Final Thoughts on the NCMR 2008 Event

On Sunday, I wrote up a quick rant on how Bill O’Reilly thinks I’m a tree hugger because I attended the 2008 National Conference for Media Reform event. I wound up deleting the post a half hour later because I don’t think the smart readers here deserve a rant. After some thought, I wanted to give more of an objective insight.

I went to the conference not as an elephant or a donkey, but as a Web marketer who wanted to learn more about media reform, and to see how independent media counters corporate media by using social Web opportunities such as YouTube, Flickr, Facebook, and Twitter.

There were some fantastic sessions regarding this, and I’m a smarter person because of it (well, that’s up in the air). Plus, it was great to see presenters talking about this from a non-search engine point of view. This helps me understand other points of view and makes me a better Web marketer.

Here is the Bill O’Reilly YouTube video that actually ticked me off. To those of you who know me personally, you know it’s pretty difficult to make me angry.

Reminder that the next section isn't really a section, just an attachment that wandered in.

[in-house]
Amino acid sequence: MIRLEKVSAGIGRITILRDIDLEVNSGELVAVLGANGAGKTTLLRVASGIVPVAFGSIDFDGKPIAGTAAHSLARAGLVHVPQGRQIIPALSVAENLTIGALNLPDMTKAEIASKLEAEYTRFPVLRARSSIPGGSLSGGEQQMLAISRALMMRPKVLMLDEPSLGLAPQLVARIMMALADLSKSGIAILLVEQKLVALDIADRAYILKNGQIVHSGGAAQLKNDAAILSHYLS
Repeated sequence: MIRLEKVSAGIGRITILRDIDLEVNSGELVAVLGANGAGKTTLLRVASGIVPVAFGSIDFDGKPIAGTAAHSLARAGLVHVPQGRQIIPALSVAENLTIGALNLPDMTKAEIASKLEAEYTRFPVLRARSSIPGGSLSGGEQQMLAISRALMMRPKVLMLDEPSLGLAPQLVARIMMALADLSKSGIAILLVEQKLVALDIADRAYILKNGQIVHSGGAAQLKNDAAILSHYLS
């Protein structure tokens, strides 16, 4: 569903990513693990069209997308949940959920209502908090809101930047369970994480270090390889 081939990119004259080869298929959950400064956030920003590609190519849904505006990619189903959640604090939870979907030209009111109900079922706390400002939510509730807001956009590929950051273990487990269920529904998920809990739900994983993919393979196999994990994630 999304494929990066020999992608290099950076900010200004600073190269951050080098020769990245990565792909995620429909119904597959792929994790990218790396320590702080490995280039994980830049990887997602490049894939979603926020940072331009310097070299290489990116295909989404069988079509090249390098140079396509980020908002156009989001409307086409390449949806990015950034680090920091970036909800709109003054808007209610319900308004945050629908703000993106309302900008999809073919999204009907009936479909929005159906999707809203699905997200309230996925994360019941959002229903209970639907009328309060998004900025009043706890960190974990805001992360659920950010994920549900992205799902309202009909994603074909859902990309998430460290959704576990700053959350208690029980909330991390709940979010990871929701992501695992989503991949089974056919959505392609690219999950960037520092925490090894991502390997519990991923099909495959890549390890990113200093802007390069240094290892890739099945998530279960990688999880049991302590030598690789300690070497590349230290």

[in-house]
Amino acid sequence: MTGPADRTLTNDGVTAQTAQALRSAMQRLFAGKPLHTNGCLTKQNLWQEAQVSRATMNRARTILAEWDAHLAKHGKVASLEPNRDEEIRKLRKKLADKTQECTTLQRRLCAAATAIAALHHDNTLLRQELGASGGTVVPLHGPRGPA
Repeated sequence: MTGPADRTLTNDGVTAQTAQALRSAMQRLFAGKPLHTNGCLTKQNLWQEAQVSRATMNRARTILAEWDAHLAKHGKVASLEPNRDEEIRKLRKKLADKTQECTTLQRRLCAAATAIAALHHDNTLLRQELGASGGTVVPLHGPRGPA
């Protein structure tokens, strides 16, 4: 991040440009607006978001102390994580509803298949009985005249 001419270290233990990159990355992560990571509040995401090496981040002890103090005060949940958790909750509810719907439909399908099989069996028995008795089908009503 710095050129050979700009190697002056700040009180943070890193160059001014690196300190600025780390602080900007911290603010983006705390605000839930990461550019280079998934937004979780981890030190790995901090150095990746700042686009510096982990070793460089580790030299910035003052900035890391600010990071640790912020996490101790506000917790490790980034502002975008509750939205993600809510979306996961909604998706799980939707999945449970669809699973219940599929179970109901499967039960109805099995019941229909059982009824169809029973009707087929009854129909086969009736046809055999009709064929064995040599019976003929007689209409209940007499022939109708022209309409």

According to the YouTube clip, Bill O’Reilly thinks I’m some liberal extremist because I went to the conference.

On Monday, I watched the Bill O’Reilly show and their coverage of the event. They carefully selected and provided footage of a few anti-O’Reilly folks and a liberal preacher who lashed out at Fox News. They did not care to interview me, nor many other people like myself who were just there to learn more about media reform and how this knowledge can help us in what we do in our respective careers.

This might be a perfect example of big media. They have executive bosses who demand that their news be delivered in a certain way. Independent news do not have this. Citizen journalists do not have this criteria, and I’m happy to support these writers.

The Uptake provides a perfect example for those who want to watch a nine minute video, and it’s worth the time.

This video is unedited by theuptake.org and it just makes me more of a fan of citizen journalism. We want to view real news without any corporate spin.

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